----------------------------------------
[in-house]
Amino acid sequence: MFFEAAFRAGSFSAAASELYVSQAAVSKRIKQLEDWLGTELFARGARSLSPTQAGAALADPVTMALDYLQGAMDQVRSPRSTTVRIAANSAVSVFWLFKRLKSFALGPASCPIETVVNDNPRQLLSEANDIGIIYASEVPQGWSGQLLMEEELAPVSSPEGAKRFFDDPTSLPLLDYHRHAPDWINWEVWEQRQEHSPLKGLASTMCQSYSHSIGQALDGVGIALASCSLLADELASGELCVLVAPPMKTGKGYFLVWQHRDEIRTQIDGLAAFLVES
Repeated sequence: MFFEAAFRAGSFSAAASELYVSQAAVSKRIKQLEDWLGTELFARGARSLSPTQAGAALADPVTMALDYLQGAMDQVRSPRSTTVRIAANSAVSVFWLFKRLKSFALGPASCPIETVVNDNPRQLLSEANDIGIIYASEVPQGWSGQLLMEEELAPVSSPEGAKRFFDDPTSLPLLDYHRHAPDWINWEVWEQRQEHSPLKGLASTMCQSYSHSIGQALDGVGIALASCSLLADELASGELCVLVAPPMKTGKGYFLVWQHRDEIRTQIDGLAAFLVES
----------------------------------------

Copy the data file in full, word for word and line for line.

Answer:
[in-house]
Amino acid sequence: MFFEAAFRAGSFSAAASELYVSQAAVSKRIKQLEDWLGTELFARGARSLSPTQAGAALADPVTMALDYLQGAMDQVRSPRSTTVRIAANSAVSVFWLFKRLKSFALGPASCPIETVVNDNPRQLLSEANDIGIIYASEVPQGWSGQLLMEEELAPVSSPEGAKRFFDDPTSLPLLDYHRHAPDWINWEVWEQRQEHSPLKGLASTMCQSYSHSIGQALDGVGIALASCSLLADELASGELCVLVAPPMKTGKGYFLVWQHRDEIRTQIDGLAAFLVES
Repeated sequence: MFFEAAFRAGSFSAAASELYVSQAAVSKRIKQLEDWLGTELFARGARSLSPTQAGAALADPVTMALDYLQGAMDQVRSPRSTTVRIAANSAVSVFWLFKRLKSFALGPASCPIETVVNDNPRQLLSEANDIGIIYASEVPQGWSGQLLMEEELAPVSSPEGAKRFFDDPTSLPLLDYHRHAPDWINWEVWEQRQEHSPLKGLASTMCQSYSHSIGQALDGVGIALASCSLLADELASGELCVLVAPPMKTGKGYFLVWQHRDEIRTQIDGLAAFLVES